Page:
Loving Yourself: How to Raise Your Self-esteem
Do you berate yourself for things you do or say? Are you afraid to make a mistake? Relax. Chances are you are not a bad person, and most likely, you do at least one thing well. Perhaps it is time for a self-esteem tune-up.Yale University researchers found that a "bad hair day" can be hazardous to your mental health. If something as insignificant as an out-of-control coif can "diminish your self-esteem and inspire feelings of incompetence, self-doubt, and even self-hatred," what might happen if you were late for work? Or had a fight with your boss?"How we feel about ourselves crucially affects virtually every aspect of our experience...from the way we function at work, in love, in sex, to the way we operate as parents, to how high in life we are likely to rise. The dramas of our lives are the reflections of our most private visions of ourselves," says Nathaniel Branden, a renowned psychotherapist and author, viewed by many as "the father of modern-day self-esteem psychology."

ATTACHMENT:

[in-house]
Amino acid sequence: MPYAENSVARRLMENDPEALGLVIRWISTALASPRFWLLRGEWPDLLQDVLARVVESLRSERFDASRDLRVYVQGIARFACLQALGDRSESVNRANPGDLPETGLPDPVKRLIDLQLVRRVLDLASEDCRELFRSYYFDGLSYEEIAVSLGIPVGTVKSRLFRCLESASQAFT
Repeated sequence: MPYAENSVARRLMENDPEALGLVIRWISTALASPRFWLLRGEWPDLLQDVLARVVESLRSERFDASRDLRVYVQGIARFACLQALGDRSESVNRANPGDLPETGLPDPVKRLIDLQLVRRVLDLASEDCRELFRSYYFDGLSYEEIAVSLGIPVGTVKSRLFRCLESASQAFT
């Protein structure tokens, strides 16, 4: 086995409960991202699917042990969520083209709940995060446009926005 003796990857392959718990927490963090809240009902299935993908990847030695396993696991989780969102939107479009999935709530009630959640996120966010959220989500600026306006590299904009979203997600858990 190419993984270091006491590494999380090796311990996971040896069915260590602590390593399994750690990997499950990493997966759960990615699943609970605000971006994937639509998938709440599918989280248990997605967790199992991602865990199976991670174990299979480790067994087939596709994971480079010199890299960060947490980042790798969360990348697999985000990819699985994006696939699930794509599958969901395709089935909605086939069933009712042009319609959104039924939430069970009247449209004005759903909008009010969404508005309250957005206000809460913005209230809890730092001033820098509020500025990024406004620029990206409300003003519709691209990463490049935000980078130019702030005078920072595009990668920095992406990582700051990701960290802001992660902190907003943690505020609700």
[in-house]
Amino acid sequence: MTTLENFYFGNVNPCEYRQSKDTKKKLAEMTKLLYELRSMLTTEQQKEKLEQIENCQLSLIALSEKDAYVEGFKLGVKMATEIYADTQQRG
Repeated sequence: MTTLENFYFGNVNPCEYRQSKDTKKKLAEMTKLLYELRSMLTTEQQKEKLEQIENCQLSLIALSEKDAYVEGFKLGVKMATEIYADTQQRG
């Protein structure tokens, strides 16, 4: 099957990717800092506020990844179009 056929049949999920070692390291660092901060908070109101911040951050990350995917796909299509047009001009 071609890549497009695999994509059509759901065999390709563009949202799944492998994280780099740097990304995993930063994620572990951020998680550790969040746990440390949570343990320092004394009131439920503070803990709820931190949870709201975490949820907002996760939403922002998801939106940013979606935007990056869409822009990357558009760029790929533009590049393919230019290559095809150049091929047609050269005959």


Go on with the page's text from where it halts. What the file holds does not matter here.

The Foundation of Self-esteemAccording to Branden, self-esteem has two components: a feeling of personal competence and a feeling of personal worth, reflecting both your implicit judgment of your ability to cope with life's challenges and your belief that your interests, rights, and needs are important. Healthy self-esteem comes from realistically appraising your capabilities, striving to enhance these capabilities, and compassionately accepting your limitations and flaws. Living consciously thinking independently, being self-aware, being honest with yourself, having an active orientation, taking risks, and respecting reality, says Branden, is the foundation of good self-esteem.
When Self-esteem AboundsBranden says that people with high levels of self-esteem do the following things:
- Face life with greater confidence, benevolence, and optimism
- Are more likely to reach their emotional, creative, and spiritual goals and experience fulfillment, satisfaction, and joy
- Are more resilient and better equipped to cope with life's adversities
- Are more likely to form nourishing, rather than destructive, relationships